It’s the heat, stupid

back40People, politely called “climate change deniers,” who reject the basic rules of physics and chemistry parade their stupidity with a militance. In their willful ignorance, they like to parrot the line that the planet can’t be warming because we still have winter — even though winters are measurably warmer than they were just half a century ago.

A warmer planet means warmer oceans, and warmer oceans mean more moisture in the warmer, more moisture-friendly atmosphere, which means more rain. In winter, this moisture can mean snow if the air temperature is low enough. The Atlantic is a substantial 5 degrees warmer than usual. When all that moisture meets frigid air rushing from the Arctic, as it did in this storm, it leads to… snow. back40(Click on images to get full panorama effect. Second Dr. Seuss-esque image made by moving camera off horizontal during pan.)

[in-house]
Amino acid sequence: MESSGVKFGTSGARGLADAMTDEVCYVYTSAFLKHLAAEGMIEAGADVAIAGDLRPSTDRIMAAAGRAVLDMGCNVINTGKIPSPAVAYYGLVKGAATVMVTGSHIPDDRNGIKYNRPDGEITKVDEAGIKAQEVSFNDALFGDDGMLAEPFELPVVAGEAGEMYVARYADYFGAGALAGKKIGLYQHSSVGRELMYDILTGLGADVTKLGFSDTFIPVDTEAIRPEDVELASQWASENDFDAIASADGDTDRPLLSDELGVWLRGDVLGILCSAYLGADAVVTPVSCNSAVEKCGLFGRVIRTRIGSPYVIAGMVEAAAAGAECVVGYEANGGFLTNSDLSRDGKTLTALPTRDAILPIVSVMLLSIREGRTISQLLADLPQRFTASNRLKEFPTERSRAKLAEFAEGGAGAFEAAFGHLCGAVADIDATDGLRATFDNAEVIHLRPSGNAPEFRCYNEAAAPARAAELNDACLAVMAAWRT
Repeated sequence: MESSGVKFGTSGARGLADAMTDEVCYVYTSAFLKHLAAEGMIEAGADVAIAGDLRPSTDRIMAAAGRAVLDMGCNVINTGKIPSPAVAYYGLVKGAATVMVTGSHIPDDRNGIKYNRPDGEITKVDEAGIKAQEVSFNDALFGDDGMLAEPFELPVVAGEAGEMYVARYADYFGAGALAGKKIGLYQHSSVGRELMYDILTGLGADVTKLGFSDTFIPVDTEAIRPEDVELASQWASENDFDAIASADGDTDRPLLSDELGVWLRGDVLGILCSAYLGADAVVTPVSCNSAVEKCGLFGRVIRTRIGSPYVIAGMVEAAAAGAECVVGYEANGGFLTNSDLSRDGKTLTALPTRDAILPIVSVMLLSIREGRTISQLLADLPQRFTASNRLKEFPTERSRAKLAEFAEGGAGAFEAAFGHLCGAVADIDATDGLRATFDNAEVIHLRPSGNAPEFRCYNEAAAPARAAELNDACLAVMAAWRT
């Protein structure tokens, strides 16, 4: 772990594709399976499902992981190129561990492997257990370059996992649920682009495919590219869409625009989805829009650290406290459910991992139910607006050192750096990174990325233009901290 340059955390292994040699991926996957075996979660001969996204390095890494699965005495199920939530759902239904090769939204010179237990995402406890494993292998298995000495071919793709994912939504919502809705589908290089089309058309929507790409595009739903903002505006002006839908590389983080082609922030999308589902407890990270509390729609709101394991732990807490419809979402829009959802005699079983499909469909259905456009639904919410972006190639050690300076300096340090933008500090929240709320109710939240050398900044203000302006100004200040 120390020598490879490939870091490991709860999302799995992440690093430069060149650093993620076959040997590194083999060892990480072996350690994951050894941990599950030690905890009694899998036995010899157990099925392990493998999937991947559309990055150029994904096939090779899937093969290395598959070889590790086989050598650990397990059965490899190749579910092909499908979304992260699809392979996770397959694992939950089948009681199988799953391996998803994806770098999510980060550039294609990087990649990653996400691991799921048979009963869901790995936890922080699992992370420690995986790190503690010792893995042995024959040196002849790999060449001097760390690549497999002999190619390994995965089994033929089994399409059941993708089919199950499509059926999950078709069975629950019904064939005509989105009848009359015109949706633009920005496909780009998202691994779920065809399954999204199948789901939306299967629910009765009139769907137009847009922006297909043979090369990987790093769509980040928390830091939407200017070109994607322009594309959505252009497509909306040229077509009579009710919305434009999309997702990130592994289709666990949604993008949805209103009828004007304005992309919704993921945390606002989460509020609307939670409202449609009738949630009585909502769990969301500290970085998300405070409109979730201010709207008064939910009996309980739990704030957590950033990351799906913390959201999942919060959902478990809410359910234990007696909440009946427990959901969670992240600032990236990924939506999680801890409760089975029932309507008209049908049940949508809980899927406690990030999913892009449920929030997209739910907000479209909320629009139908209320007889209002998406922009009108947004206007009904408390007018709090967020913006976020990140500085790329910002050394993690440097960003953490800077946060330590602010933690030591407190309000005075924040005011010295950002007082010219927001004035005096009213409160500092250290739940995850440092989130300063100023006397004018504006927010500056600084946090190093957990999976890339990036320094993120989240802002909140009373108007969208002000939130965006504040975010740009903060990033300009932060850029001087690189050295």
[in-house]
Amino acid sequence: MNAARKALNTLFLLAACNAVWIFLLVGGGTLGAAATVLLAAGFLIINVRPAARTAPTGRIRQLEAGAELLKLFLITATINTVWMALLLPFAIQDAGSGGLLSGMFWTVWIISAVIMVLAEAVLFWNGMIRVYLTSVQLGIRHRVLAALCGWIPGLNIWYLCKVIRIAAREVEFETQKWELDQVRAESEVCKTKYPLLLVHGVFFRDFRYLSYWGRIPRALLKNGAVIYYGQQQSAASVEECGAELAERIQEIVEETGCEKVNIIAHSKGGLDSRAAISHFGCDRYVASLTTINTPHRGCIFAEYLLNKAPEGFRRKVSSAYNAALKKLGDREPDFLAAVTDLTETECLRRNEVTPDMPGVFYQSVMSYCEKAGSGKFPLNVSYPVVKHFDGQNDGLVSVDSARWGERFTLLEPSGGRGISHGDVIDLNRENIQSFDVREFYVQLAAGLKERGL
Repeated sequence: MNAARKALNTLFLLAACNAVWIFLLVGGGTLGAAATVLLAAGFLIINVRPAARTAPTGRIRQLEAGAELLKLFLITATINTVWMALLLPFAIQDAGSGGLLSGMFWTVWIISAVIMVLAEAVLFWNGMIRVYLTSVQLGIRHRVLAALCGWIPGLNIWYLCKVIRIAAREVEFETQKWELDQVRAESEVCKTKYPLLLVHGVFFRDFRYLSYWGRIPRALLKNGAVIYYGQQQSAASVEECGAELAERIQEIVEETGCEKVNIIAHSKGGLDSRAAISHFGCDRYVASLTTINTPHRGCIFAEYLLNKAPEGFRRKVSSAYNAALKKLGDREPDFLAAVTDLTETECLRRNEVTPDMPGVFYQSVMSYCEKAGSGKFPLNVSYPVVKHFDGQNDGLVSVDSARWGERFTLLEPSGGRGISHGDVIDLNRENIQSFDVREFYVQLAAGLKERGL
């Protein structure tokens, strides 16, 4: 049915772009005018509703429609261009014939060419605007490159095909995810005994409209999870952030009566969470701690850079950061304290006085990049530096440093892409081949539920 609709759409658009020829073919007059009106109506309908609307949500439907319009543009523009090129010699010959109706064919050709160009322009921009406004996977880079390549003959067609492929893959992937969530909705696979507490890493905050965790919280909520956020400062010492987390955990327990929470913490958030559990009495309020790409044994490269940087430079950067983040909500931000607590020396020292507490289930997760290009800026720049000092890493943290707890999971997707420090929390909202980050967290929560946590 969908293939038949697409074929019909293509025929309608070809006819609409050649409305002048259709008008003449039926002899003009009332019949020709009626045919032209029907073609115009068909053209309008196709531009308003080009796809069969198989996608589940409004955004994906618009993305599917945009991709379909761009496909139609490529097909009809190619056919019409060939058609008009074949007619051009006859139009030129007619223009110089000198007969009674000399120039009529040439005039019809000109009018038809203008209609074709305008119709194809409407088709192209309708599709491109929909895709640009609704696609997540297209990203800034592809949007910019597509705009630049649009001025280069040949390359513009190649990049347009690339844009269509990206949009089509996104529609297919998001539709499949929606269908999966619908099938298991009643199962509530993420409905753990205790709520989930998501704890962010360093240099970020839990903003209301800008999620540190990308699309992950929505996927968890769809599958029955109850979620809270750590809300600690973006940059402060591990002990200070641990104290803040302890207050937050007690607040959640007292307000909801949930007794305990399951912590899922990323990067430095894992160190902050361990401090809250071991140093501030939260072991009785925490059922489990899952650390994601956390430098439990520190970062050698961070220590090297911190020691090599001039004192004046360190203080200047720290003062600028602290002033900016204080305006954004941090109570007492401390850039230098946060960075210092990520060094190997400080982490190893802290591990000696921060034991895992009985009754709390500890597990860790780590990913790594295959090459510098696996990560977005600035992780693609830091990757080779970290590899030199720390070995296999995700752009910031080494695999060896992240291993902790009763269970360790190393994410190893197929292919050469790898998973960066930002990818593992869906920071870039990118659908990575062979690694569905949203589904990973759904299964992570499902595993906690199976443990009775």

Feedback is Hell

“The undiscovered polar regions are the home of men.” Henry David Thoreau, December 16, 1850.

One day in the not-so-distant future, the imaginative hold of the Polar regions will be largely history, melted away into dreams. Zones of purity and terror, the once mysterious Poles obsessed peoples for centuries. Emily Dickinson, for one. She called the back hall in the Homestead “the Northwest Passage,” and was fascinated by the search for the Erebus and Terror, the fatefully-named ships of the doomed Franklin Expedition of 1845. Mary Shelley’s Frankenstein begins and ends in the Arctic, as the creature escapes to the northern ice, promising to immolate himself… but I wonder if he had second thoughts? Edgar Allan Poe’s Arthur Gordon Pym is lost somewhere towards the South Pole… thought by the addled Poester to be the portal into a Hollow Earth. And, more prosaically, I just finished reading the young Arthur Conan Doyle’s diary of an Arctic whaling expedition, grim, gory work — they only managed to kill a few whales, but butchered thousands of seals — in the cold, from which I clipped this image:"Sampson and the Hunchback whale"